5. Misunderstanding of cultural values. Cultural values, like personalism, familism, and machismo, must be understood and addressed.

Ways to Increase Hispanic Involvement in Day Care Programming

  1. Form partnerships with Hispanic agencies and community organizations to develop credibility with the clientele.

  2. Translate program flyers and registration materials into Spanish to increase attendance.

  3. Schedule Hispanic neighborhood events that are easily accessible via public transportation. Consider transportation time and costs as potential burdens for economically disadvantaged groups.

  4. Develop a mailing list of providers and invite them to participate in other Extension programs.

  5. Schedule training times to fit day care providers' schedules. Saturdays or evenings are usually preferred.

  6. Locate translated Spanish materials or develop your own educational materials with a translator.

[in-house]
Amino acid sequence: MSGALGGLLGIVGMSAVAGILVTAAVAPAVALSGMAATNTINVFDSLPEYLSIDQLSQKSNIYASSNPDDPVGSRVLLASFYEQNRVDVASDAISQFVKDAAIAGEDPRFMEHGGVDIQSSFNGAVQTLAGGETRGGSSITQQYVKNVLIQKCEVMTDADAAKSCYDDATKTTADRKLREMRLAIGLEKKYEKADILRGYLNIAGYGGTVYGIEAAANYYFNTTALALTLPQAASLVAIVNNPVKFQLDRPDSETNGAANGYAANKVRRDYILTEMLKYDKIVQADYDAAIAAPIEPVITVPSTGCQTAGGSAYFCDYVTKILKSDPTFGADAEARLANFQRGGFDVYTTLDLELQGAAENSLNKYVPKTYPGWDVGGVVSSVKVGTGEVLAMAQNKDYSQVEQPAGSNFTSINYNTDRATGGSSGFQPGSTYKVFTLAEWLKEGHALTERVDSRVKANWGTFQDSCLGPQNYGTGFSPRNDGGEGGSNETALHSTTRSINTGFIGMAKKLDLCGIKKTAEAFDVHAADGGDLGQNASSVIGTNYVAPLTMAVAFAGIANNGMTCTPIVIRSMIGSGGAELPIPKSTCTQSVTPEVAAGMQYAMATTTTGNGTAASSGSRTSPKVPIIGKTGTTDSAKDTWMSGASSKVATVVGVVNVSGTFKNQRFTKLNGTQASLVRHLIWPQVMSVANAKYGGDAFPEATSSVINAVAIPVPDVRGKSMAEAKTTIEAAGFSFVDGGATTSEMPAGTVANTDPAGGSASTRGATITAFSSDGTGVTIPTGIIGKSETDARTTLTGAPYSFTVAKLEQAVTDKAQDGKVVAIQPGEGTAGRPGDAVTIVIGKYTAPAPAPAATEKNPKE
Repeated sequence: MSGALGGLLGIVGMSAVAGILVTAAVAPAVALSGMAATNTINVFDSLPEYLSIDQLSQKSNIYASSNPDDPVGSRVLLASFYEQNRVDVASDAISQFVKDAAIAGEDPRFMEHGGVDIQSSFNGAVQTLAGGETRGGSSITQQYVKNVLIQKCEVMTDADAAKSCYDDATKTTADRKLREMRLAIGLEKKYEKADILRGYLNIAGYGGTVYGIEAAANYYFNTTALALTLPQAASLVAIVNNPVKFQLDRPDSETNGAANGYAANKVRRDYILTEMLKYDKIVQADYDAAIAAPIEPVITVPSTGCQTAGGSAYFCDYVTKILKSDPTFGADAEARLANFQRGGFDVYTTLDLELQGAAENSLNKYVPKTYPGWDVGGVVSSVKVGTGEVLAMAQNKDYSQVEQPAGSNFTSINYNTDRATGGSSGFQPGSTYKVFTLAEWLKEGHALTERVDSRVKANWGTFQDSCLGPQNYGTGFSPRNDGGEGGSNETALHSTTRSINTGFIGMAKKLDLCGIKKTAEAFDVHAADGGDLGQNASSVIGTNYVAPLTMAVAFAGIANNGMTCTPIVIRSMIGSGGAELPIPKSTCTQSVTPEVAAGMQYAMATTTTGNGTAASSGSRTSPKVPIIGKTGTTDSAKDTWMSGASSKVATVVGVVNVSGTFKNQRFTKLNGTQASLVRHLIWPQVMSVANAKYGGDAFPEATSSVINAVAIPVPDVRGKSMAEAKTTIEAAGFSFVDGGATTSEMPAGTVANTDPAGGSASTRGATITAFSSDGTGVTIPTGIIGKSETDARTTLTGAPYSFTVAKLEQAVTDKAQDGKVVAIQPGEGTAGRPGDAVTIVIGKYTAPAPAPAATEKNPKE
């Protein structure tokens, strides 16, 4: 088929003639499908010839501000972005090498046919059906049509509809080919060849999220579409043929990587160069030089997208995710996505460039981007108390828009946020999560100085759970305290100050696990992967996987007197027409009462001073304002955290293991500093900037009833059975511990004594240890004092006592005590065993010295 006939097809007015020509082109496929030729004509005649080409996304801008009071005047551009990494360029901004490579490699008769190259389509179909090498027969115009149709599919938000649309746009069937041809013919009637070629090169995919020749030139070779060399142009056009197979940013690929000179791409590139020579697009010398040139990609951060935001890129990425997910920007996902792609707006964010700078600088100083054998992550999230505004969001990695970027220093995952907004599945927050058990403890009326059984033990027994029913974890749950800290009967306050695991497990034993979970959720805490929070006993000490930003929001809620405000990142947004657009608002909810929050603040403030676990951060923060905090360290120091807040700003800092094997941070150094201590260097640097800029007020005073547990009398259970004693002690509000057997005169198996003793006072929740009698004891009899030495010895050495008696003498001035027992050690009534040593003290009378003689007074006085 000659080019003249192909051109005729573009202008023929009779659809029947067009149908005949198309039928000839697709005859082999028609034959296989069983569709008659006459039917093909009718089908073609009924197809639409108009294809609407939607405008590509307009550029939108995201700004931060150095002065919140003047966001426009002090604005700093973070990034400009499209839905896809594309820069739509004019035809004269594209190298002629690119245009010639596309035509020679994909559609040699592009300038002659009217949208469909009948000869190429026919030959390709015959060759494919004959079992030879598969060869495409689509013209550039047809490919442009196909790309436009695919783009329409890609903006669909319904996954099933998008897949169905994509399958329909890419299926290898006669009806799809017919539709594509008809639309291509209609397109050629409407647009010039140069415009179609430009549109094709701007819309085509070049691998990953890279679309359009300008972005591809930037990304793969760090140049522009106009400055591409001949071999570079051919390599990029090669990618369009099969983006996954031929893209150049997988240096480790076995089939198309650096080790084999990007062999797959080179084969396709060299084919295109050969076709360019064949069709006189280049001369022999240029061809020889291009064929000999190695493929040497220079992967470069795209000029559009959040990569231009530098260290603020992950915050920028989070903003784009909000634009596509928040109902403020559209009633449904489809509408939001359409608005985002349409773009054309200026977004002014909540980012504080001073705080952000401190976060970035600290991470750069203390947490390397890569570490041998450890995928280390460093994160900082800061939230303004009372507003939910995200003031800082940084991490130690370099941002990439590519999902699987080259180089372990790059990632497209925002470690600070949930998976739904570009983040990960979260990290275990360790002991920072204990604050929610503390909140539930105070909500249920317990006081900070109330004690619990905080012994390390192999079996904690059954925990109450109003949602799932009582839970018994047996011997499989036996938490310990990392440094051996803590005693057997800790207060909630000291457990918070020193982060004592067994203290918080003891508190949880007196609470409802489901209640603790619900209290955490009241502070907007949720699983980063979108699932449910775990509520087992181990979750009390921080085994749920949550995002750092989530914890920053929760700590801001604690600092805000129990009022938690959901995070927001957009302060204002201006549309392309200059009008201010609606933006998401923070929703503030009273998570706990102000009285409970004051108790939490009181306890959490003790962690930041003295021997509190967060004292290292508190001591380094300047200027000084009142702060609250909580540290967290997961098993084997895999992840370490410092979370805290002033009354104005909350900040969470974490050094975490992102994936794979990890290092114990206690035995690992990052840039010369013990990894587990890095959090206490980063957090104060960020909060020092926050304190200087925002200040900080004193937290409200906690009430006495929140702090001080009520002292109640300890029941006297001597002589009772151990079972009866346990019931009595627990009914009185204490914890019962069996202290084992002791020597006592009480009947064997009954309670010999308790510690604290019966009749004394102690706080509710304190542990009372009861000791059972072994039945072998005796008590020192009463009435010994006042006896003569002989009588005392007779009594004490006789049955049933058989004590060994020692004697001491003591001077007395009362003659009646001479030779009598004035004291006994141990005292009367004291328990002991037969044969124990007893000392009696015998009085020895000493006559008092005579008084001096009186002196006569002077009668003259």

7. Know which Hispanic subgroup you are working with (i.e., Cubans, Puerto Ricans, Mexicans, Chicanos, and South or Central Americans). Incorporate specific foods or dishes into the nutrition component of the training.

  8. Organize focus groups with Hispanic providers to determine topics for future programs.

  9. Ask a bilingual staff member to contact the providers the week before the program and remind them that their attendance is important.

  10. Place a Hispanic representative on the Extension Advisory Committee to make them aware of your efforts.

  11. Conduct diversity training with staff members in an effort to broaden their knowledge, and involve them in more programming with Hispanic clientele.

Other Considerations in Conducting Programs for Hispanic Communities

  1. Ask professionals who speak Spanish to present training classes. There are often proportionately few professionals available from some populations. An effective approach to this challenge might be networking with other agencies.

  2. Select an appropriate Spanish curriculum. Use the Internet to search for resources. Contact Extension agents in states with large Hispanic populations.

  3. Arrange for appropriate translations.

  4. Use classroom interpreters. Enlist bilingual and biculturally trained individuals who are native speakers and are aware of cultural implications.